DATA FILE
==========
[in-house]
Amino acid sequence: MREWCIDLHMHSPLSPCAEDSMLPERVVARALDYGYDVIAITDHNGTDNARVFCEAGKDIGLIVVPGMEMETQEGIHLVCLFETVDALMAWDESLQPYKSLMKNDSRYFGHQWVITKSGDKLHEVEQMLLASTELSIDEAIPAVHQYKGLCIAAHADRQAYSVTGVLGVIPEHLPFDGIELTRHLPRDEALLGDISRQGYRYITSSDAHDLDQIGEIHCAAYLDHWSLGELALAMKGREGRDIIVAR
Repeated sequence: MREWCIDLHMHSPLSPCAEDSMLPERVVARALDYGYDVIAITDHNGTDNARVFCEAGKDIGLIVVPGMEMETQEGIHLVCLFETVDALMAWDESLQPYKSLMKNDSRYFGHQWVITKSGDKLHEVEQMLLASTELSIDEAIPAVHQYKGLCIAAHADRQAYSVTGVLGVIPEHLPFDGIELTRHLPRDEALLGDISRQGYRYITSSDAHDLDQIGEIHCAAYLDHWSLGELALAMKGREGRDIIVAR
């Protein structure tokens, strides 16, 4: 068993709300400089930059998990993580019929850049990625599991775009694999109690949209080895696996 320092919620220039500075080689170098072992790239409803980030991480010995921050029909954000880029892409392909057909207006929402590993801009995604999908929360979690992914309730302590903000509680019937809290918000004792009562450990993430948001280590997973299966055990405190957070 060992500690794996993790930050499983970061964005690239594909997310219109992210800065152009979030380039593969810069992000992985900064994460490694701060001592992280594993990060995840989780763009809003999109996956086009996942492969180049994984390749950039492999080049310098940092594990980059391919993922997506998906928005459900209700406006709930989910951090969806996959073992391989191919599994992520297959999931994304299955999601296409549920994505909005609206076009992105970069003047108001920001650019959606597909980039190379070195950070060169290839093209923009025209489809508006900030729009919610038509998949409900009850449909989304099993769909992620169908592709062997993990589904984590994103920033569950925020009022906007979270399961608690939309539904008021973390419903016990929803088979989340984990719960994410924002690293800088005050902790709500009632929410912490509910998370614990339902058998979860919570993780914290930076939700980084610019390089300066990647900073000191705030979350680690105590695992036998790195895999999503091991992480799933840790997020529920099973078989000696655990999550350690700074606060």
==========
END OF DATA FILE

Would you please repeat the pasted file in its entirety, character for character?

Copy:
[in-house]
Amino acid sequence: MREWCIDLHMHSPLSPCAEDSMLPERVVARALDYGYDVIAITDHNGTDNARVFCEAGKDIGLIVVPGMEMETQEGIHLVCLFETVDALMAWDESLQPYKSLMKNDSRYFGHQWVITKSGDKLHEVEQMLLASTELSIDEAIPAVHQYKGLCIAAHADRQAYSVTGVLGVIPEHLPFDGIELTRHLPRDEALLGDISRQGYRYITSSDAHDLDQIGEIHCAAYLDHWSLGELALAMKGREGRDIIVAR
Repeated sequence: MREWCIDLHMHSPLSPCAEDSMLPERVVARALDYGYDVIAITDHNGTDNARVFCEAGKDIGLIVVPGMEMETQEGIHLVCLFETVDALMAWDESLQPYKSLMKNDSRYFGHQWVITKSGDKLHEVEQMLLASTELSIDEAIPAVHQYKGLCIAAHADRQAYSVTGVLGVIPEHLPFDGIELTRHLPRDEALLGDISRQGYRYITSSDAHDLDQIGEIHCAAYLDHWSLGELALAMKGREGRDIIVAR
């Protein structure tokens, strides 16, 4: 068993709300400089930059998990993580019929850049990625599991775009694999109690949209080895696996 320092919620220039500075080689170098072992790239409803980030991480010995921050029909954000880029892409392909057909207006929402590993801009995604999908929360979690992914309730302590903000509680019937809290918000004792009562450990993430948001280590997973299966055990405190957070 060992500690794996993790930050499983970061964005690239594909997310219109992210800065152009979030380039593969810069992000992985900064994460490694701060001592992280594993990060995840989780763009809003999109996956086009996942492969180049994984390749950039492999080049310098940092594990980059391919993922997506998906928005459900209700406006709930989910951090969806996959073992391989191919599994992520297959999931994304299955999601296409549920994505909005609206076009992105970069003047108001920001650019959606597909980039190379070195950070060169290839093209923009025209489809508006900030729009919610038509998949409900009850449909989304099993769909992620169908592709062997993990589904984590994103920033569950925020009022906007979270399961608690939309539904008021973390419903016990929803088979989340984990719960994410924002690293800088005050902790709500009632929410912490509910998370614990339902058998979860919570993780914290930076939700980084610019390089300066990647900073000191705030979350680690105590695992036998790195895999999503091991992480799933840790997020529920099973078989000696655990999550350690700074606060």